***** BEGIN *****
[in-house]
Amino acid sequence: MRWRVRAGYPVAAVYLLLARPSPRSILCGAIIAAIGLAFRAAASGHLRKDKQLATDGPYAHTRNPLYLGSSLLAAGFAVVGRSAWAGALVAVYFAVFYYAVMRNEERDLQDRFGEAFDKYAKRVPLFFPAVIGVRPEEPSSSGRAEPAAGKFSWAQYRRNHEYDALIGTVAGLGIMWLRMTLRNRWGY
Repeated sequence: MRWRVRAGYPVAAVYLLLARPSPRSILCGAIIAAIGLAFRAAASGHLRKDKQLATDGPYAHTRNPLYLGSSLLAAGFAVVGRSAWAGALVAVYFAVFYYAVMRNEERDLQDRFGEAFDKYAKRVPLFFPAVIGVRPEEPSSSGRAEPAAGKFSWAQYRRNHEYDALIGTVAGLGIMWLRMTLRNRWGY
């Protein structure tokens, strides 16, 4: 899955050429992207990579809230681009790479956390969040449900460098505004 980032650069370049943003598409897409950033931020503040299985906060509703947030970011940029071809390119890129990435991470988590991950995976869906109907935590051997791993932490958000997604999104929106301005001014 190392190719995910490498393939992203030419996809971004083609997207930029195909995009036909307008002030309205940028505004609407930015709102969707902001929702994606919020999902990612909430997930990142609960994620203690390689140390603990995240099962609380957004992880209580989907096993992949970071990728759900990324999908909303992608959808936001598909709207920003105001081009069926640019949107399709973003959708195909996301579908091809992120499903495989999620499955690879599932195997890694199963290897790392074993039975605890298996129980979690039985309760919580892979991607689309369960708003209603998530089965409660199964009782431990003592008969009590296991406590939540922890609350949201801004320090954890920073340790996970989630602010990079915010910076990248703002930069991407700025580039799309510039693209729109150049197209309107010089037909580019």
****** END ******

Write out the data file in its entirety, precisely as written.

[in-house]
Amino acid sequence: MRWRVRAGYPVAAVYLLLARPSPRSILCGAIIAAIGLAFRAAASGHLRKDKQLATDGPYAHTRNPLYLGSSLLAAGFAVVGRSAWAGALVAVYFAVFYYAVMRNEERDLQDRFGEAFDKYAKRVPLFFPAVIGVRPEEPSSSGRAEPAAGKFSWAQYRRNHEYDALIGTVAGLGIMWLRMTLRNRWGY
Repeated sequence: MRWRVRAGYPVAAVYLLLARPSPRSILCGAIIAAIGLAFRAAASGHLRKDKQLATDGPYAHTRNPLYLGSSLLAAGFAVVGRSAWAGALVAVYFAVFYYAVMRNEERDLQDRFGEAFDKYAKRVPLFFPAVIGVRPEEPSSSGRAEPAAGKFSWAQYRRNHEYDALIGTVAGLGIMWLRMTLRNRWGY
């Protein structure tokens, strides 16, 4: 899955050429992207990579809230681009790479956390969040449900460098505004 980032650069370049943003598409897409950033931020503040299985906060509703947030970011940029071809390119890129990435991470988590991950995976869906109907935590051997791993932490958000997604999104929106301005001014 190392190719995910490498393939992203030419996809971004083609997207930029195909995009036909307008002030309205940028505004609407930015709102969707902001929702994606919020999902990612909430997930990142609960994620203690390689140390603990995240099962609380957004992880209580989907096993992949970071990728759900990324999908909303992608959808936001598909709207920003105001081009069926640019949107399709973003959708195909996301579908091809992120499903495989999620499955690879599932195997890694199963290897790392074993039975605890298996129980979690039985309760919580892979991607689309369960708003209603998530089965409660199964009782431990003592008969009590296991406590939540922890609350949201801004320090954890920073340790996970989630602010990079915010910076990248703002930069991407700025580039799309510039693209729109150049197209309107010089037909580019």